Natixis measures the quality of life for people in their retirement years based on 20 measures of health, wealth, quality of life, and material well-being that affect people's retirement security.

Read the full Natixis report: 2014 Global Retirement Index.

President Barack Obama gives his State of the Union address on Capitol Hill in Washington, Tuesday Jan. 28, 2014.

President Barack Obama gives his State of the Union address on Capitol Hill in Washington, Tuesday Jan. 28, 2014. (AP Photo/Charles Dharapak)

In his fifth State of the Union address, President Barack Obama urged Congress to help restore opportunity for Americans, but pledged to take action himself.

In an effort to bolster retirement security, he announced that he will use his executive authority to direct the Department of the Treasury to create "myRA," a starter savings account to help people prepare for retirement.

In case you missed it, here's an excerpt from his speech:

"Let's do more to help Americans save for retirement. Today, most workers don't have a pension.  A Social Security check often isn't enough on its own.  And while the stock market has doubled over the last five years, that doesn't help folks who don't have 401ks. That's why, tomorrow, I will direct the Treasury to create a new way for working Americans to start their own retirement savings: MyRA. It's a new savings bond that encourages folks to build a nest egg.  MyRA guarantees a decent return with no risk of losing what you put in..."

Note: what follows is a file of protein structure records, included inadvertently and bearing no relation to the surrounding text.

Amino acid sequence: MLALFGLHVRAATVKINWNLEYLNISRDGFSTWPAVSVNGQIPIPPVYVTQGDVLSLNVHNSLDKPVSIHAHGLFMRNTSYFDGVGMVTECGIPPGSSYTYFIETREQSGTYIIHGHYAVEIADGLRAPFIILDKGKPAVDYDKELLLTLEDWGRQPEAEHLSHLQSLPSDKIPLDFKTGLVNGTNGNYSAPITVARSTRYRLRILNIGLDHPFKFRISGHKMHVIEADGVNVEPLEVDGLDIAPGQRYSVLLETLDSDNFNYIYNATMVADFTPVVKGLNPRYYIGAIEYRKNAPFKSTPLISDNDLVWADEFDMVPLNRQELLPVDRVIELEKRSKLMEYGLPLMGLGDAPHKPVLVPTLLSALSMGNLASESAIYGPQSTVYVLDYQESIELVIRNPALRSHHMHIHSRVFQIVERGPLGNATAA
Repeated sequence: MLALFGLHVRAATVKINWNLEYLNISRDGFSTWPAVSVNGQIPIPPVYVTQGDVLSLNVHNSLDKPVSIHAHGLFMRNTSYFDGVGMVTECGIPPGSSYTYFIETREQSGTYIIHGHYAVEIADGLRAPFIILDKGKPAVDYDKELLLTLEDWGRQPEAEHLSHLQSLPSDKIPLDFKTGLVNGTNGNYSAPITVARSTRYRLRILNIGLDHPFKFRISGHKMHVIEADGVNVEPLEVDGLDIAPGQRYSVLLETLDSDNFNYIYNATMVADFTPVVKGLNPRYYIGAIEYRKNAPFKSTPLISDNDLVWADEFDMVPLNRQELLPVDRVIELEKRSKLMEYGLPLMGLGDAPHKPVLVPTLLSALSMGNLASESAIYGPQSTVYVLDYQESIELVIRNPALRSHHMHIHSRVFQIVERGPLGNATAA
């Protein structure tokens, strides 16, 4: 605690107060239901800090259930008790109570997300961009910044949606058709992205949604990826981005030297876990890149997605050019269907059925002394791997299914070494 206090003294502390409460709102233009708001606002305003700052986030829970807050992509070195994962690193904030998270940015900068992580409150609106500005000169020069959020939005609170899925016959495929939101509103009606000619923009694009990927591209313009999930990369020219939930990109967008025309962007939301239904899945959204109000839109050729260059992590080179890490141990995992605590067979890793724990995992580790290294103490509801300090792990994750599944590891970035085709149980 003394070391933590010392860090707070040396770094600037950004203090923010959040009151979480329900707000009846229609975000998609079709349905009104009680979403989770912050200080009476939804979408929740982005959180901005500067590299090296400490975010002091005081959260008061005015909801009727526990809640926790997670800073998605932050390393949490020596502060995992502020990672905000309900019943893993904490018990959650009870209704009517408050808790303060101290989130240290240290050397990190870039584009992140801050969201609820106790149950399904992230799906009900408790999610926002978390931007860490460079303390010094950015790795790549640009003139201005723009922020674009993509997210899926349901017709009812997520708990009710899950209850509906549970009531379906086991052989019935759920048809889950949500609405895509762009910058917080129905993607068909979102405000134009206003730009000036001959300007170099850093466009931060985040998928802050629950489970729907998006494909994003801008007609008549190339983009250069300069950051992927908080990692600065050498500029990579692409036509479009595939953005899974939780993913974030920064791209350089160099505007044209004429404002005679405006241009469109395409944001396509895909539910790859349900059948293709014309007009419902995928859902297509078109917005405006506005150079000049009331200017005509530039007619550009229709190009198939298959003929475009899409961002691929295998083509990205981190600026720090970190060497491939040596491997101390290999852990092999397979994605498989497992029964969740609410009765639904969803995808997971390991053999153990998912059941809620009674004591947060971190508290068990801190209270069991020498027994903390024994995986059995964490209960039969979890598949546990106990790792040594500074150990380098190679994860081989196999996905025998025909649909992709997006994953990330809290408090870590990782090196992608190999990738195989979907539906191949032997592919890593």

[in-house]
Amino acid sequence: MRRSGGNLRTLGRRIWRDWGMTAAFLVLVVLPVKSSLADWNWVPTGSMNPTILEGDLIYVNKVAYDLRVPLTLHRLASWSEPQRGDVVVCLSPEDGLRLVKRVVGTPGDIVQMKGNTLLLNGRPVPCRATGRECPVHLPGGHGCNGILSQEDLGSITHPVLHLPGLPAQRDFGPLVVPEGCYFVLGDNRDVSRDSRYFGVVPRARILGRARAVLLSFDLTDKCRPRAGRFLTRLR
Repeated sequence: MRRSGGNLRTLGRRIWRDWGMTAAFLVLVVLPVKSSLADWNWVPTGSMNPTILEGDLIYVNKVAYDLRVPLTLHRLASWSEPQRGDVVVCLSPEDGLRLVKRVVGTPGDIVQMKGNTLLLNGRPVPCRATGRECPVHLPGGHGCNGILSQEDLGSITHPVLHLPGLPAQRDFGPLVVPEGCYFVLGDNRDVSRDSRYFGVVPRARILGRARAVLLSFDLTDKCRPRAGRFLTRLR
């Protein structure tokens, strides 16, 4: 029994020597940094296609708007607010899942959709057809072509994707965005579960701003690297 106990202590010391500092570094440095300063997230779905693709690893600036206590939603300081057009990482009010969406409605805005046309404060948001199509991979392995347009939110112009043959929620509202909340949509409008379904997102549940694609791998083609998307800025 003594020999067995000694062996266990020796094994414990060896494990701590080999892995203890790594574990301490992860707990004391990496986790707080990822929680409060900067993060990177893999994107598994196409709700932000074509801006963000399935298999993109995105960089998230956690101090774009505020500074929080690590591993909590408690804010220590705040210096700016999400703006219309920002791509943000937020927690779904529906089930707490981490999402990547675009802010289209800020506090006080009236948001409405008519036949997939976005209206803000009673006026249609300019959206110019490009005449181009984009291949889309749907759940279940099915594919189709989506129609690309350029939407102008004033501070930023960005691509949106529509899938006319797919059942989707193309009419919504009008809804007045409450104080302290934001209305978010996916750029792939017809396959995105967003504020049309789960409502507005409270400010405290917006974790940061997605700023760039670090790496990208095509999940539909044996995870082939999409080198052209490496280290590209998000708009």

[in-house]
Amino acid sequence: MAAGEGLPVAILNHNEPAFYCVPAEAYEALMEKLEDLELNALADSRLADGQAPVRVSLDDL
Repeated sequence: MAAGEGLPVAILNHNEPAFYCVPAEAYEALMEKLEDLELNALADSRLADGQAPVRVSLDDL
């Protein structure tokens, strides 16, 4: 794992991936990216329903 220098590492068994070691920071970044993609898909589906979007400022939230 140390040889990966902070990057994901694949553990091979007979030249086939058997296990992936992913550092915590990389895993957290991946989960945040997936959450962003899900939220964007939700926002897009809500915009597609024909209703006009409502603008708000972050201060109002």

For a more in-depth explanation of "MyRA," read the White House issued FACT SHEET: Opportunity for All: Securing a Dignified Retirement for All Americans.  

Race and Retirement Insecurity in the United StatesNew research from the National Institute on Retirement Security (NIRS) examines racial disparities in retirement readiness among working-age Americans and households.

The new report calculates the severity of the U.S. retirement security racial divide. The analysis finds that every racial group faces significant risks, but people of color face particularly severe challenges in preparing for retirement. Americans of color are significantly less likely than whites to have an employer-sponsored retirement plan or an individual retirement account (IRA), which substantially drives down the level of retirement savings.

Some of the key findings include:

1. Workers of color, in particular Latinos, are significantly less likely than White workers to be covered by an employer-sponsored retirement plan—whether a 401(k) or defined benefit (DB) pension.

2. Households of color are far less likely to have dedicated retirement savings than White households of the same age. At the same time, coverage appears to be positively associated with the existence of dedicated household retirement savings in both groups. 

3. Households of color have substantially lower retirement savings than White households, even after controlling for age and income.

Race and Retirement Insecurity in the United States serves as a companion to NIRS' July 2013 study, The Retirement Savings Crisis: Is It Worse Than We Think?, which documented a significant retirement savings gap among working-age households in the U.S.

Read the full NIRS report, Race and Retirement Insecurity in the United States.